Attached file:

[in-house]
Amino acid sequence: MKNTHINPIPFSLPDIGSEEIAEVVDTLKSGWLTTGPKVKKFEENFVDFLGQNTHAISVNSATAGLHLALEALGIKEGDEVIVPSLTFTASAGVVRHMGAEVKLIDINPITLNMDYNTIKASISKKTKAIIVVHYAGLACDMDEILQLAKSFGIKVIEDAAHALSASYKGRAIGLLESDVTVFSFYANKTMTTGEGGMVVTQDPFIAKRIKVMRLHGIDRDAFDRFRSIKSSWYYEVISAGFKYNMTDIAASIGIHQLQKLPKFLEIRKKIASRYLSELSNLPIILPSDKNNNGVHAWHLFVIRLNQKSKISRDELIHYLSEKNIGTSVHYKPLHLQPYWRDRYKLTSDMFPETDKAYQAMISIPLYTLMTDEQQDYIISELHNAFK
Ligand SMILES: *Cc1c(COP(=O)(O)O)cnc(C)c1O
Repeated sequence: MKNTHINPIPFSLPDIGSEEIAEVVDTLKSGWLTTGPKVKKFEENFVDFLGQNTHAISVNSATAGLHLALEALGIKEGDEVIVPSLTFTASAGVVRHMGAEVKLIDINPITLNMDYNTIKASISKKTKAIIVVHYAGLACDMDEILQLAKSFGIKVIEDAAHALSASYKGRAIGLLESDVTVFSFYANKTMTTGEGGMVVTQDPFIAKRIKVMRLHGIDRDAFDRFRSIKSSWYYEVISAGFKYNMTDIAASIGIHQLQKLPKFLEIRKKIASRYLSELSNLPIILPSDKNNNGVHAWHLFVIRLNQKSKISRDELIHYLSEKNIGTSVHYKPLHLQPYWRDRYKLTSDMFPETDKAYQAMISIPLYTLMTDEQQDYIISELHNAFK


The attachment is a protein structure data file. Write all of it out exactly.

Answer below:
[in-house]
Amino acid sequence: MKNTHINPIPFSLPDIGSEEIAEVVDTLKSGWLTTGPKVKKFEENFVDFLGQNTHAISVNSATAGLHLALEALGIKEGDEVIVPSLTFTASAGVVRHMGAEVKLIDINPITLNMDYNTIKASISKKTKAIIVVHYAGLACDMDEILQLAKSFGIKVIEDAAHALSASYKGRAIGLLESDVTVFSFYANKTMTTGEGGMVVTQDPFIAKRIKVMRLHGIDRDAFDRFRSIKSSWYYEVISAGFKYNMTDIAASIGIHQLQKLPKFLEIRKKIASRYLSELSNLPIILPSDKNNNGVHAWHLFVIRLNQKSKISRDELIHYLSEKNIGTSVHYKPLHLQPYWRDRYKLTSDMFPETDKAYQAMISIPLYTLMTDEQQDYIISELHNAFK
Ligand SMILES: *Cc1c(COP(=O)(O)O)cnc(C)c1O
Repeated sequence: MKNTHINPIPFSLPDIGSEEIAEVVDTLKSGWLTTGPKVKKFEENFVDFLGQNTHAISVNSATAGLHLALEALGIKEGDEVIVPSLTFTASAGVVRHMGAEVKLIDINPITLNMDYNTIKASISKKTKAIIVVHYAGLACDMDEILQLAKSFGIKVIEDAAHALSASYKGRAIGLLESDVTVFSFYANKTMTTGEGGMVVTQDPFIAKRIKVMRLHGIDRDAFDRFRSIKSSWYYEVISAGFKYNMTDIAASIGIHQLQKLPKFLEIRKKIASRYLSELSNLPIILPSDKNNNGVHAWHLFVIRLNQKSKISRDELIHYLSEKNIGTSVHYKPLHLQPYWRDRYKLTSDMFPETDKAYQAMISIPLYTLMTDEQQDYIISELHNAFK